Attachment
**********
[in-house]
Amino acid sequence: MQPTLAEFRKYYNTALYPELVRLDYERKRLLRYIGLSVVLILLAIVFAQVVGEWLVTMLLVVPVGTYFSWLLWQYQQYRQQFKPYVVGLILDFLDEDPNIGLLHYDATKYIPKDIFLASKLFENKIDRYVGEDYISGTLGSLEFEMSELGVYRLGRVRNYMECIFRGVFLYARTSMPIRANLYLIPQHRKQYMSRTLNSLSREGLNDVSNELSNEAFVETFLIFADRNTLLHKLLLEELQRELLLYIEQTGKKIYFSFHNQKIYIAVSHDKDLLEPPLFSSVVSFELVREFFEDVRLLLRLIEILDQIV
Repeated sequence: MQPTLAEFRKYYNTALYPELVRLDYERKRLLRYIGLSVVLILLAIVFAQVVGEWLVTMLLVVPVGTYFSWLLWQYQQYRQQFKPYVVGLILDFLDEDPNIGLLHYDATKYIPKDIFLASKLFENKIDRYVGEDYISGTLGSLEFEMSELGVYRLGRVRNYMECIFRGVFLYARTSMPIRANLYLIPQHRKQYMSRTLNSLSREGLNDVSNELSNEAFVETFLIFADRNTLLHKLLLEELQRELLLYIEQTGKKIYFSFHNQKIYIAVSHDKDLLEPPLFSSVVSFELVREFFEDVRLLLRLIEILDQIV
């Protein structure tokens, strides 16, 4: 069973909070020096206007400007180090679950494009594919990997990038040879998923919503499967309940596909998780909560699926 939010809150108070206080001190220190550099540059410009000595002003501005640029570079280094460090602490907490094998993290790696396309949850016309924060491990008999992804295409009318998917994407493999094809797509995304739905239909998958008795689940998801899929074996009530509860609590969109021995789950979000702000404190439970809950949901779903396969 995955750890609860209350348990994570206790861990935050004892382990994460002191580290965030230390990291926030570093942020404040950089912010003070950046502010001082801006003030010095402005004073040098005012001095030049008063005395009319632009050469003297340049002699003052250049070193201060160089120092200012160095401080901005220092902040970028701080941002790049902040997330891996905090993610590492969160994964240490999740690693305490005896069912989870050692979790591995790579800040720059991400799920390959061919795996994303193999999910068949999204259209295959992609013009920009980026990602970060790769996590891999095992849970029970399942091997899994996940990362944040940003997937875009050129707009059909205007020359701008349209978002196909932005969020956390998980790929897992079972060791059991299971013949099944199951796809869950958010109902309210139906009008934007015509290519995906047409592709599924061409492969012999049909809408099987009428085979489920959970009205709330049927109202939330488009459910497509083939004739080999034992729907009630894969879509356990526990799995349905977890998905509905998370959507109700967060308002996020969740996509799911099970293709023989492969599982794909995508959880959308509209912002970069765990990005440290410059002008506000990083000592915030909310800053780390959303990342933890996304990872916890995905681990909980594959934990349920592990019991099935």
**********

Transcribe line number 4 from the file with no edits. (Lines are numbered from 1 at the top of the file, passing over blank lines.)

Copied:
């Protein structure tokens, strides 16, 4: 069973909070020096206007400007180090679950494009594919990997990038040879998923919503499967309940596909998780909560699926 939010809150108070206080001190220190550099540059410009000595002003501005640029570079280094460090602490907490094998993290790696396309949850016309924060491990008999992804295409009318998917994407493999094809797509995304739905239909998958008795689940998801899929074996009530509860609590969109021995789950979000702000404190439970809950949901779903396969 995955750890609860209350348990994570206790861990935050004892382990994460002191580290965030230390990291926030570093942020404040950089912010003070950046502010001082801006003030010095402005004073040098005012001095030049008063005395009319632009050469003297340049002699003052250049070193201060160089120092200012160095401080901005220092902040970028701080941002790049902040997330891996905090993610590492969160994964240490999740690693305490005896069912989870050692979790591995790579800040720059991400799920390959061919795996994303193999999910068949999204259209295959992609013009920009980026990602970060790769996590891999095992849970029970399942091997899994996940990362944040940003997937875009050129707009059909205007020359701008349209978002196909932005969020956390998980790929897992079972060791059991299971013949099944199951796809869950958010109902309210139906009008934007015509290519995906047409592709599924061409492969012999049909809408099987009428085979489920959970009205709330049927109202939330488009459910497509083939004739080999034992729907009630894969879509356990526990799995349905977890998905509905998370959507109700967060308002996020969740996509799911099970293709023989492969599982794909995508959880959308509209912002970069765990990005440290410059002008506000990083000592915030909310800053780390959303990342933890996304990872916890995905681990909980594959934990349920592990019991099935």